Physical Fitness Tips to Survive and Fight in an Active Shooter Scenario

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active shooter training

Active shooting situations are on the rise, an FBI report shows a huge increase since early 2000, happening in over 40 states.

One of the scariest parts of these attacks is that there is no warning before they happen, so the only safety measure is preparation, both physically and mentally.

It is especially important to be aware of the possibility of being involved in such an attack if you work in a public institution. Schools, theaters, churches, and hospitals are preferred targets as they are publically accessible and populated.

The Value of Defensive Training

Learning how to react in these kind of situations comes down to simple biology. Let me explain how it works.

When our brains’ interpret an event as stressful they jump into fight-or-flight response. Now, this is something that we all know. However, the biology behind this is what we need to understand.

It takes a lot of energy and nutrients to keep our brains functioning and the most costly part of that consumption is via the frontal lobe where we think.  Rational examination of events and careful analysis of what to do in those situations is needed to pick the best reaction or course of action. how your brain turns off

The problem is when we experience an event that is terrifying or dangerous, the front part of our brains immediately shuts off and we are left with only our instincts. There is no time to reflect or think about the best course of action and we often end up choosing badly.

The process of tactical conditioning is about learning how to stop this response and keep our minds alert and within the functional “thinking” zone. We want to stay calm, collected and most importantly – thinking.

The best way to do that is through systematic conditioning. Gradually conditioning one’s mind and body to the stresses both physically and mentally of combat training can help pick the best course of action within an emergency situation.

Let’s take a look at a few of these.

How to Train for Emergency Situations

Strength Training

Strength training builds two important things.

First, explosive strength that is vital if you need to exit an area quickly, pick up an injured companion or fight to save your life.

Second, mental strength is a byproduct of years in the gym pushing past your physical boundaries and comfort level.

Muscular endurance is another area where you should focus more of your attention. Being able to push or lift heavy weights is great for explosive development but without proper training of your muscular endurance you’re going to end up tired pretty soon.

I recommend a 50/50 split between the two. Working on building strength that you can use and that can also last.

Couple of Exercises that Help With These:

  1. Burpees
  2. Sprints
  3. Deadlifts
  4. Squats
  5. Turkish Getups
  6. Rope Training

Speed

Most active shooter scenarios start without notice and end even more abruptly. It’s a too fast too soon kind of situation and the majority of people don’t have time to react. Don’t be one of those people.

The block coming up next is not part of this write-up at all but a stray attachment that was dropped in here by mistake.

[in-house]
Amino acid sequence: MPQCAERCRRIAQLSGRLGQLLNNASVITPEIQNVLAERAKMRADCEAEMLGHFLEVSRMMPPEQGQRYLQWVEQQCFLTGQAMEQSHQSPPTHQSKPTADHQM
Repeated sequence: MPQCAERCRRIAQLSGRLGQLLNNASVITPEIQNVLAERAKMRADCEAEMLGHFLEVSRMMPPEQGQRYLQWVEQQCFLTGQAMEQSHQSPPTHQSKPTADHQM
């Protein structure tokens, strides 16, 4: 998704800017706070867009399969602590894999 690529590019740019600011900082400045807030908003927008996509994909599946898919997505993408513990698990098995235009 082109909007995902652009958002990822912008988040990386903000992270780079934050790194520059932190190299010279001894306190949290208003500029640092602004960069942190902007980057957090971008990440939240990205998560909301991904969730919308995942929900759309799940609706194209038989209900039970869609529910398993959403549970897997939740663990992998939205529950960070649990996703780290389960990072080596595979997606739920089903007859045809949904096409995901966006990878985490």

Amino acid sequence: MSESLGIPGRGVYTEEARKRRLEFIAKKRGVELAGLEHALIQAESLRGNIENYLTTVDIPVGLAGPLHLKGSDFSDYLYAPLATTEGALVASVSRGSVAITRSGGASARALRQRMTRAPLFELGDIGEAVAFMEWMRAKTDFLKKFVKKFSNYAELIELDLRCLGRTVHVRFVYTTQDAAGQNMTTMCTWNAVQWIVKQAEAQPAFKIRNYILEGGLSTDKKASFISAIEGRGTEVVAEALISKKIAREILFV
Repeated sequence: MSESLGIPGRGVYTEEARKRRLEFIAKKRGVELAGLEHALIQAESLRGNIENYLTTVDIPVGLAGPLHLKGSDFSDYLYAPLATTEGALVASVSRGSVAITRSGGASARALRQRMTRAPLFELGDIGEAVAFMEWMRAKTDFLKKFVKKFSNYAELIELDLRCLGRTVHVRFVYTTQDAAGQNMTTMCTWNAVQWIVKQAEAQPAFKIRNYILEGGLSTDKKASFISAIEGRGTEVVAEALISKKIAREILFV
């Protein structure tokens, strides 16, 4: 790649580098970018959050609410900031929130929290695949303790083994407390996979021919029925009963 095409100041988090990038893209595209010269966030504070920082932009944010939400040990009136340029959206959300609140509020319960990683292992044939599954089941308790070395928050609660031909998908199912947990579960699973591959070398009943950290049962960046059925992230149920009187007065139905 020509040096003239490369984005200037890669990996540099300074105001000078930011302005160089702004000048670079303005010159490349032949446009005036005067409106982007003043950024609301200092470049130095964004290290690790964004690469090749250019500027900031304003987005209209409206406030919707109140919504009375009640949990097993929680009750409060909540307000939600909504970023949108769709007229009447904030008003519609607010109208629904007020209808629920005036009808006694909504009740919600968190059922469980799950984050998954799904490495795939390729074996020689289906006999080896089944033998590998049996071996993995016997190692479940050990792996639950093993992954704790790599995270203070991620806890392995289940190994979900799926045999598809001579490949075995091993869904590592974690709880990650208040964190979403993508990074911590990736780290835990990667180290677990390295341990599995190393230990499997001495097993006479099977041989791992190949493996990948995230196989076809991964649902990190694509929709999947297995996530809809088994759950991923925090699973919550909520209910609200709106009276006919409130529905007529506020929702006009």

Learning how to move quickly and effectively can be a life saving skill to have. This requires movement training as well as endurance training so that you’re able to move at high speed for at least fifteen minutes.

Couple of Exercises to Help With This

  1. Sprints
  2. Weighted Sprints
  3. Skipping

Martial arts

Even basic training in martial arts can give you a huge advantage. It sure helped the brave men who stopped the train attacker in the Amsterdam-Paris train.

Their knowledge of krav maga and jiu-jitsu helped immobilize and disarm the terrorist. If your workplace prevents you from having a gun, this is the most realistic way you can be ready to face danger.

As an added benefit, training in martial arts requires excellent overall physical conditioning.

Awareness

Perhaps the most important item in saving your life is knowing your options at each moment.

You should be aware of your surrounding environment and how to escape as quickly as possible. When you are in a new place, spend a few moments to identify possible escape routes.

Avoid losing yourself in your cell phone and spending too much time on social media. Keep aware of what is going on around you.

Should you carry a gun?

Eye for an eye. The best way to fight fire is with fire. If you work in a potentially vulnerable public institution it helps to have a gun and be prepared for an active shooting situation. Even if it never occurs, you can have peace of mind. However, carrying a gun is not easy, you need proper concealment.

For institutions where you can CCW, one of the best options is an inside the waistband (IWB) holster made from Kydex one of the more popular choices for the PT111 Millennium G2 Holster, molded perfectly for your pistol of choice. Another good choice is an appendix carry holster

Final Thoughts

The most important lesson to take away from all of this is preparation.

This means being prepared both mentally and physically for any and all possible situations. It’s not enough to just head to the range and practice shooting.

You need to be physically fit, know your location and constantly stay aware of any situations that might arise.

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